The Jaguar XKSS is a road-going version of the Jaguar D-Type racing car, initially build 1957 and re-launched in a very small series in 2016.

Following Jaguar’s withdrawal from competition at the end of the 1956 season, a number of completed and partly completed D-types remained unsold at the Browns Lane factory. In an attempt to recoup some of the investment made in building these unused chassis, and to exploit the lucrative American market for high-performance European sports cars, Sir William Lyons decided to convert a number to road-going specification. Only minor changes were made to the basic D-type structure: the addition of a passenger side door; the removal of the large fin behind the driver; and the removal of the divider between passenger and driver seats. In addition, changes were made for cosmetic, comfort and legal reasons: a full-width, chrome-surrounded windscreen was added; side screens were added to both driver and passenger doors; a rudimentary, folding, fabric roof was added for weather protection; chromed bumpers were added front and rear (a styling cue later used on the E-type); XK140 rear light clusters were mounted higher on the wings; and thin chrome strips were added to the edges of the front light fairings.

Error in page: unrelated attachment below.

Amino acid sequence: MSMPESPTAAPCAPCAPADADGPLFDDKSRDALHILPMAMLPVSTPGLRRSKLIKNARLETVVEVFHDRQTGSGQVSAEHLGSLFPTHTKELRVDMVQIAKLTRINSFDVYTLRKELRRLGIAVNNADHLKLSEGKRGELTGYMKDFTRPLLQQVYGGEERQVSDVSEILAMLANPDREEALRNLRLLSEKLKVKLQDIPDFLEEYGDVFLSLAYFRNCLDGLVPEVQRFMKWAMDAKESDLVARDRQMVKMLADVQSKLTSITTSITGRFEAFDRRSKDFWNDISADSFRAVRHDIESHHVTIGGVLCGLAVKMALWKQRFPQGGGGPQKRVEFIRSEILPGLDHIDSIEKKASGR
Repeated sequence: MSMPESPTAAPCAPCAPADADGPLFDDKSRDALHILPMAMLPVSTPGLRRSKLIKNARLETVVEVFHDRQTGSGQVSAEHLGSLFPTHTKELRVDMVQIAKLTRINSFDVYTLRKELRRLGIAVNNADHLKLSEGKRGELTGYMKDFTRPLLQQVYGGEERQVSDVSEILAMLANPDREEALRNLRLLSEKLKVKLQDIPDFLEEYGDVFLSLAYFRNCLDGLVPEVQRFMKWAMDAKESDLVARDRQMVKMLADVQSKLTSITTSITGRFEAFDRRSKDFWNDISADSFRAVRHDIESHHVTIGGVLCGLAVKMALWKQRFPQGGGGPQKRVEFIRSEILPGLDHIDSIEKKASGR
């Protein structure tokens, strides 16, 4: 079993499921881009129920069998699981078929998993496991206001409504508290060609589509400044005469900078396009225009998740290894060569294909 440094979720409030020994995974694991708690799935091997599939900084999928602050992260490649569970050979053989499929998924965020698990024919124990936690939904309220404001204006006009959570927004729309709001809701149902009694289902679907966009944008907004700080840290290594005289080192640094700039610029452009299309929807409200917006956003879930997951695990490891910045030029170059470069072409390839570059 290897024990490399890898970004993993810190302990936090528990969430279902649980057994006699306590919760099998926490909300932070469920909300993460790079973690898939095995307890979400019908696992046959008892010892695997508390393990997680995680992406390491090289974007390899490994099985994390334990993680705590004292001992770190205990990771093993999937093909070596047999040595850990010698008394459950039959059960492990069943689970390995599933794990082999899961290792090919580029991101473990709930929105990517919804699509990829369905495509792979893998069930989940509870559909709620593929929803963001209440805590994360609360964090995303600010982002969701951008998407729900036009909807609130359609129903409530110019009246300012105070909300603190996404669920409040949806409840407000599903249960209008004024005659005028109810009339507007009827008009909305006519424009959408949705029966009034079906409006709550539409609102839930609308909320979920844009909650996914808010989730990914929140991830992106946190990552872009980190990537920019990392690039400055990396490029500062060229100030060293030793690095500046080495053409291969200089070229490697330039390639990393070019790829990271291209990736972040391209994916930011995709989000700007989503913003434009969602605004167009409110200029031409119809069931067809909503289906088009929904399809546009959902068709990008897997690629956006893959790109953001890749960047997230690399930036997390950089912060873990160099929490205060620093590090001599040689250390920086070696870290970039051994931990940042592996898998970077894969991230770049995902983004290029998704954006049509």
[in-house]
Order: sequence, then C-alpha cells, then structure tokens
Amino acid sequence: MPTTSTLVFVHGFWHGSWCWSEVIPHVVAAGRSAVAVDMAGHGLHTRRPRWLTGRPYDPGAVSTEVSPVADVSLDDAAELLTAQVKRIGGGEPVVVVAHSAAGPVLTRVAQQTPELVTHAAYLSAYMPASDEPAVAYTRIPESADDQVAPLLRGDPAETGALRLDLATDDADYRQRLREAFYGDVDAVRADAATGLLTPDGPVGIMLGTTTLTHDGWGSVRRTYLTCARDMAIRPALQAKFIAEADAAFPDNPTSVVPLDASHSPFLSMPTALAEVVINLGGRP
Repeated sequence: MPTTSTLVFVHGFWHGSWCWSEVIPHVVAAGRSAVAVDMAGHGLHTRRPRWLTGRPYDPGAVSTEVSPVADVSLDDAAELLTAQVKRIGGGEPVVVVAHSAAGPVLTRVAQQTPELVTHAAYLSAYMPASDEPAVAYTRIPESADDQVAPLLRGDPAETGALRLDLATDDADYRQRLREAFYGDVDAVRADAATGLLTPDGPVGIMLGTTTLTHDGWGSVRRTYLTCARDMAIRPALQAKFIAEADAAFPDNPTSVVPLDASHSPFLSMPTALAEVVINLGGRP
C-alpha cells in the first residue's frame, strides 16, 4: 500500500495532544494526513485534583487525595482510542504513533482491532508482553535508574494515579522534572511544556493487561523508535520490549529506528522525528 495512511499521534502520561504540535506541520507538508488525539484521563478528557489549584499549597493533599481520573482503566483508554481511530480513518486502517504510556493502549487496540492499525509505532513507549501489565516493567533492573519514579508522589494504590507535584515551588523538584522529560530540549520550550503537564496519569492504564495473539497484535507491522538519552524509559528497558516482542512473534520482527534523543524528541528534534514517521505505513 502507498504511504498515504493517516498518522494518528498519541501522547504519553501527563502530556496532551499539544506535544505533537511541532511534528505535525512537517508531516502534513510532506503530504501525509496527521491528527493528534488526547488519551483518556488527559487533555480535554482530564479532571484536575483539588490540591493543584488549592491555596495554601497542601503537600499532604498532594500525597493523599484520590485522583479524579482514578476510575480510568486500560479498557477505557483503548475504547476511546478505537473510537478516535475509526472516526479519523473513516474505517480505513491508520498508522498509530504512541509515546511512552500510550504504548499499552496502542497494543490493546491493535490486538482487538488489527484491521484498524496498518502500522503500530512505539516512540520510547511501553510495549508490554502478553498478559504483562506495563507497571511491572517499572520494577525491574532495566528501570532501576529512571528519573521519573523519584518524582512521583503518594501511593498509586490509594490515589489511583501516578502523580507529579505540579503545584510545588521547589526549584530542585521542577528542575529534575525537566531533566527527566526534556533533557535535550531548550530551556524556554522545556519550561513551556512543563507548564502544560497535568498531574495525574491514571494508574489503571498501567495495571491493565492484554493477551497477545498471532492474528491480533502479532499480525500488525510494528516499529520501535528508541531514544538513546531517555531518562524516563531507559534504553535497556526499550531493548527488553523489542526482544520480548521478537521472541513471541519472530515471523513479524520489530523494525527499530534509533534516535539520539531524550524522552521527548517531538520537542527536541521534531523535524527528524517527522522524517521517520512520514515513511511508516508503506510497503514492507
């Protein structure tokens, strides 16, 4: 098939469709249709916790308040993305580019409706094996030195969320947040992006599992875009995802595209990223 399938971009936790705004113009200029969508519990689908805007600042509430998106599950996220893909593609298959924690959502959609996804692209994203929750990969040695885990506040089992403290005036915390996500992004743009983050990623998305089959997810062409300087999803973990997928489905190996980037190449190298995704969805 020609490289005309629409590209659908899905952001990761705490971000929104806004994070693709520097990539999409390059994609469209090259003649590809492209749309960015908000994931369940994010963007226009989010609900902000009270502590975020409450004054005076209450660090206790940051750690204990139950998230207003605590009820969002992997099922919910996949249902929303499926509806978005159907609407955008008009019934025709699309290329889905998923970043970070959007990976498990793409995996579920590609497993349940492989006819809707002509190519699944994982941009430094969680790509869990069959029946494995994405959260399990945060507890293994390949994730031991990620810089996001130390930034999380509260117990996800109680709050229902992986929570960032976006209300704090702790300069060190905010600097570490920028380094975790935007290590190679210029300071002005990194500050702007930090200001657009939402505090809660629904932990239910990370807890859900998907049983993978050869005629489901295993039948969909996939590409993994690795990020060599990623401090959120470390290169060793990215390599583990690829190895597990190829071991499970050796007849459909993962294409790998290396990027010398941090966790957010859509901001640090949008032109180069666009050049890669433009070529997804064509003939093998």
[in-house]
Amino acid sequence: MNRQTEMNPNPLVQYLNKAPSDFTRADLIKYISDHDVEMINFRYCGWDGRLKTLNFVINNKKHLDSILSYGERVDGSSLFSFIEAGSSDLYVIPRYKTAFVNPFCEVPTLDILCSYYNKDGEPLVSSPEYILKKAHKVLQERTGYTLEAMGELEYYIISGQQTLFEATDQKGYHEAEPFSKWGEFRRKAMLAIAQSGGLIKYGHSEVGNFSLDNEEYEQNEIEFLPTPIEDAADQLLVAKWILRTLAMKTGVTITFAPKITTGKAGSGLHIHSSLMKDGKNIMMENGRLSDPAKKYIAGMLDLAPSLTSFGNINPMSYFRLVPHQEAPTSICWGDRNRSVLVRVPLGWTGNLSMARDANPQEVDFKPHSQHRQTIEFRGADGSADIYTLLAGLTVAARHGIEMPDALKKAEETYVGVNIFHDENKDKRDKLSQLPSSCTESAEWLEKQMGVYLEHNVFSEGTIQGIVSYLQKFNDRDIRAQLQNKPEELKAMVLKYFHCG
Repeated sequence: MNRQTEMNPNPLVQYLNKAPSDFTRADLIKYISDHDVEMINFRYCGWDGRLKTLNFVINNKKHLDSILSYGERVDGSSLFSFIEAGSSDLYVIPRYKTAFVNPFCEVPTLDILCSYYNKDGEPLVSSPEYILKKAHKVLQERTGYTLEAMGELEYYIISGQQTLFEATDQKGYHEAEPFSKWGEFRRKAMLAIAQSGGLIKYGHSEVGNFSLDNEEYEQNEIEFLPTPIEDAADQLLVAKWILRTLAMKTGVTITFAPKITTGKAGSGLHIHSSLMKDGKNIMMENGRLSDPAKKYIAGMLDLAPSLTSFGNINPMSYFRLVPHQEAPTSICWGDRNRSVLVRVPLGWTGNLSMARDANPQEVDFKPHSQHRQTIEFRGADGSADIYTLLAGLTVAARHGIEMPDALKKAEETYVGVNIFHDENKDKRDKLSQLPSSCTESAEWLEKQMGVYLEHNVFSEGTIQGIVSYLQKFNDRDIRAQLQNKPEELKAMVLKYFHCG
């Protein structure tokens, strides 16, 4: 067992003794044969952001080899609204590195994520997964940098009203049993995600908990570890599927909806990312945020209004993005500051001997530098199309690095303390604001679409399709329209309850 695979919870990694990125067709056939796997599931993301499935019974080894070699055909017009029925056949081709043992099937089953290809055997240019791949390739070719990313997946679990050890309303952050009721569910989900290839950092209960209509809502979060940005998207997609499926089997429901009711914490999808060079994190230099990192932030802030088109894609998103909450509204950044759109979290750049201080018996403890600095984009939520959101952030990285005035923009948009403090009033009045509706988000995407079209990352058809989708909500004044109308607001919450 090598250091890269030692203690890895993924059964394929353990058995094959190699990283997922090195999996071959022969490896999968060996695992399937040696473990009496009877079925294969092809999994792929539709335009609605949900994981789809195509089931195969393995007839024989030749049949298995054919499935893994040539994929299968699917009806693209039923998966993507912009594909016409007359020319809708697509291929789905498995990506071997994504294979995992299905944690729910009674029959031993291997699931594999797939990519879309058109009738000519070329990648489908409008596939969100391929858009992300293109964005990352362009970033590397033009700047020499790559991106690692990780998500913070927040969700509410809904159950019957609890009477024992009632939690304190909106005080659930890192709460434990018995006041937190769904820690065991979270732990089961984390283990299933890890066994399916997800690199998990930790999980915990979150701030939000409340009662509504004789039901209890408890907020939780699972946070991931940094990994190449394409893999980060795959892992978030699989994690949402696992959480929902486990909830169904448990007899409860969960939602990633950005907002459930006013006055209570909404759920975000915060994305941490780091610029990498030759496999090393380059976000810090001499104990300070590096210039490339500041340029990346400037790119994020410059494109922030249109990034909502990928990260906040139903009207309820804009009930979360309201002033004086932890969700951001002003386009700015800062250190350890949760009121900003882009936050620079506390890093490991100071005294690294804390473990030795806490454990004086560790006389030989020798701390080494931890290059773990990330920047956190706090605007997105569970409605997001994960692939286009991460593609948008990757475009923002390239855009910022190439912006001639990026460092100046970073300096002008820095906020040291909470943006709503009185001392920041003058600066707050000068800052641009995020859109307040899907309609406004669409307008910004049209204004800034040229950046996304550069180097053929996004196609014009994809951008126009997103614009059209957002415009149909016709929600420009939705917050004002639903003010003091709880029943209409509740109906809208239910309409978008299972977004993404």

On the evening of 12 February 1957, a fire broke out at the Browns Lane plant destroying nine of the twenty-five cars that had already been completed or were semi-completed. Most of the surviving 16 XKSSs were sold in the USA.

In March 2016, Jaguar announced that it would be completing the original 25 car order from 1957 by building from scratch the remaining 9 cars destroyed by the plant fire. The cars are expected to sell for more than £1 million.

The American actor Steve McQueen owned a Jaguar XKSS for personal use, painted British racing green. He referred to the car as the “Green Rat”.  In 2010 and 2011 it toured the United States as part of the “Allure of the Automobile” exhibit. Steve McQueen’s XKSS is currently on display in Los Angeles, California at the Petersen Automotive Museum.

Another XKSS, along with a D-type and C-type, formed the pinnacle of the James Hull collection, a collection of 450 British cars sold for an estimated £100 million in 2014.